Education. I first became interested in geography while taking Dr. Byron “Doc” Augustine’s World Geography course as a student at what was then Southwest Texas State University, and present-day Texas State University ~ San Marcos.  I was fortunate to take many courses from what I consider the “best of the best” in the field of geography, and try to use what I learned on a daily basis, especially when it comes to the energy my professors exuded while teaching. Though I am sure I am leaving someone out, I owe a great deal of gratitude for my success and early interest in geography to Doc Augustine, Dr. Richard Earl, Dr. Jim Peterson, Dr. Dixon, Dr. Butler and Dr. Lawrence Estaville; I learned valuable experiences from each. Upon graduating I decided I wanted to teach, and here I am thirteen years later doing just that.

As a new teacher in Richardson, TX, I taught Pre Advanced Placement World Geography and World Geography. Since that time I have taught AP Human Geography and a GIS course. Did I mention I love teaching geography? I have also been an AP College Board reader for the Human Geography test for several years. During the middle of my teaching career I had a short jaunt and worked for National Geographic as the Editor and Manager of the National Geographic Bee.

As an educator, I have taken an active role in my school district by writing curriculum, serving as a mentor teacher to novice teachers, presenting during professional development opportunities, and taking on a leadership position as the Chair of the Social Studies Department at J.J. Pearce High School.

When it comes to geography education, I am very involved in presenting instructional strategies and participating at professional conferences such as the Texas Council for the Social Studies conference, as well as the annual NCGE conference – one of my favorites! During the past two years I have been volunteering as a Steering Committee member on the Texas Alliance for Geographic Education. Most recently, I have had the opportunity to work with Maggie Hutchins with the Texas Alliance for Geographic Education, and Dr. Jeff Lash to present at Education Region Center workshops throughout Texas working with teachers learning how to teach Social Studies with digital maps. Additionally, I am currently a member of a writing team with Esri developing lessons that integrate ArcGIS online into Human Geography. Much of what I have learned as an educator has been a collaborative process from the knowledge I have gained from individuals directly associated with geography education.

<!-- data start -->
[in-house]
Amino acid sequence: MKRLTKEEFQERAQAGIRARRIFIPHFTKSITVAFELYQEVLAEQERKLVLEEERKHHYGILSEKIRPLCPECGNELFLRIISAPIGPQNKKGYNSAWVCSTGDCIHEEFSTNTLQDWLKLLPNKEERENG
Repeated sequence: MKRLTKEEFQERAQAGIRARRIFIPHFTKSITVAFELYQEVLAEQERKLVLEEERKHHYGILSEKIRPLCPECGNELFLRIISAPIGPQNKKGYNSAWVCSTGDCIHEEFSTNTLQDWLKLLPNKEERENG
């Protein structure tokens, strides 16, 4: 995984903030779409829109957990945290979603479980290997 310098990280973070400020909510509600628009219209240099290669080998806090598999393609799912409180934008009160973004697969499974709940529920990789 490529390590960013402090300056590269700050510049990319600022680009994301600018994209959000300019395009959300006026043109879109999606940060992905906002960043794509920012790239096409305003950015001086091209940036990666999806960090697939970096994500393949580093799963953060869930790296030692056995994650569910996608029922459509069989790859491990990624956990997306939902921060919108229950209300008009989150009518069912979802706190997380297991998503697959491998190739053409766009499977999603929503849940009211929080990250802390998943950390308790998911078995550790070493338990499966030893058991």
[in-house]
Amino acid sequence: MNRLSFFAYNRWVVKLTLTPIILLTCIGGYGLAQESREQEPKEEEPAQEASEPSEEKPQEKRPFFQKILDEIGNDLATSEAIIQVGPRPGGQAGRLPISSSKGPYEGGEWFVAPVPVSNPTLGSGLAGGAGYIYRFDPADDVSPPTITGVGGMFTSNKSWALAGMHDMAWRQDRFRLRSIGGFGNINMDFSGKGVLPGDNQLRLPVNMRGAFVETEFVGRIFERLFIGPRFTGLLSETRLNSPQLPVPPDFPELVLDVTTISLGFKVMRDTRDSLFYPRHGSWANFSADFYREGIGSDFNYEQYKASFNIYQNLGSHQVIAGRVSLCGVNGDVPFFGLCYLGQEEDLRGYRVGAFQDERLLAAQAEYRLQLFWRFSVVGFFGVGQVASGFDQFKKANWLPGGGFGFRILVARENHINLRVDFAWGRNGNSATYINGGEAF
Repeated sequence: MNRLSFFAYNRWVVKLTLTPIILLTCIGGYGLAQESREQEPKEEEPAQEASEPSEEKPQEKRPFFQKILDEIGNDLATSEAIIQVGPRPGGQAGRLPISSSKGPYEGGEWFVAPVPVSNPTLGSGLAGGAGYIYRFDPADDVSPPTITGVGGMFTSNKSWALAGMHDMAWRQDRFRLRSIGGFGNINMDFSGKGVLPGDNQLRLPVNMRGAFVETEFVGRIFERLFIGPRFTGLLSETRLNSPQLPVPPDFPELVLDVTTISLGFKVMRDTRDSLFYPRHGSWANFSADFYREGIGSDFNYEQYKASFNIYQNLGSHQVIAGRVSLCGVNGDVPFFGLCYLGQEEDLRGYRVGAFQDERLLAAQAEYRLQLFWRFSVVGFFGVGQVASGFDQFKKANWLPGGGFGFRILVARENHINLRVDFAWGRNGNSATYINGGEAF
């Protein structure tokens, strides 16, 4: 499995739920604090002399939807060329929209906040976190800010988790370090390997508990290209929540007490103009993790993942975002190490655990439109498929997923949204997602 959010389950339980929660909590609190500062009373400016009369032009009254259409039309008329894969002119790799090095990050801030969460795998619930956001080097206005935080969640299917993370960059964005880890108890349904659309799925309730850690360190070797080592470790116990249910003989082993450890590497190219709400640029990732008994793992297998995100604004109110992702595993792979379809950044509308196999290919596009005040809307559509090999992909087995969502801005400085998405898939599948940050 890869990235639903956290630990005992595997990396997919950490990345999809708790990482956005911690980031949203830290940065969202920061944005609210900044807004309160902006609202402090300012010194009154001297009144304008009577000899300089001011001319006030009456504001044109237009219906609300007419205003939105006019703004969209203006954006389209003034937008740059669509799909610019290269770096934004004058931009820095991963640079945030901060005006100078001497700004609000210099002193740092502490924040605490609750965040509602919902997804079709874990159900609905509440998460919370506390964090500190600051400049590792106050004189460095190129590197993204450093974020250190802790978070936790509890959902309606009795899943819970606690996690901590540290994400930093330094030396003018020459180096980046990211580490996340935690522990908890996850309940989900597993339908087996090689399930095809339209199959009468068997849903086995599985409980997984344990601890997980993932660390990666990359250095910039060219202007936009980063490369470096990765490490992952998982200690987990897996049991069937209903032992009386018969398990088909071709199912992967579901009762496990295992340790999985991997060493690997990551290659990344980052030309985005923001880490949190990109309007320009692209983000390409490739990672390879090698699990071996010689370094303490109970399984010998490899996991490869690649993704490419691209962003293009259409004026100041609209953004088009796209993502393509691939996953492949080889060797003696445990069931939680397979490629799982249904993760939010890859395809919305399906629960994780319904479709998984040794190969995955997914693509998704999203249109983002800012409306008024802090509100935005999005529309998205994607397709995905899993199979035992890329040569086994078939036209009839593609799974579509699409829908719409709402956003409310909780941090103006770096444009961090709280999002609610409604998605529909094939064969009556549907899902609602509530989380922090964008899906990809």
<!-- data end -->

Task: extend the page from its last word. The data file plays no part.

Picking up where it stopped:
People. One thing I have learned about geography educators is that we are all in it together, holding geography very dear to our hearts. At one of my first College Board AP Institutes I met Susan Hollier, who has since become a colleague and friend. I learned from Susan that a classroom environment must be stimulating and challenging by establishing high expectations in learning for students. In addition to presenting at conferences, I have attended numerous professional development conferences including the above mentioned TCSS and NCGE, as well as Esri Teachers Teaching Teachers T3G, and the Esri Educational Conference where I have been inspired in my teaching perspective gaining new instructional ideas and leaving most often with a few new friends. Mentors, including Marilyn Moore and Dr. Andy Milson, have played a valuable role in who I am as a teacher. Lastly, many of the instructional strategies and lessons I use in the classroom were created by what I consider the “crème brulee” of geography educators.

I would list every person here, but I am afraid that I would leave someone out and this might turn into a novel. Just know, I appreciate the ideas and knowledge that have been shared with me from the people I have met as an educator; you know who you are, thank you!

Dr. Megan L. Webster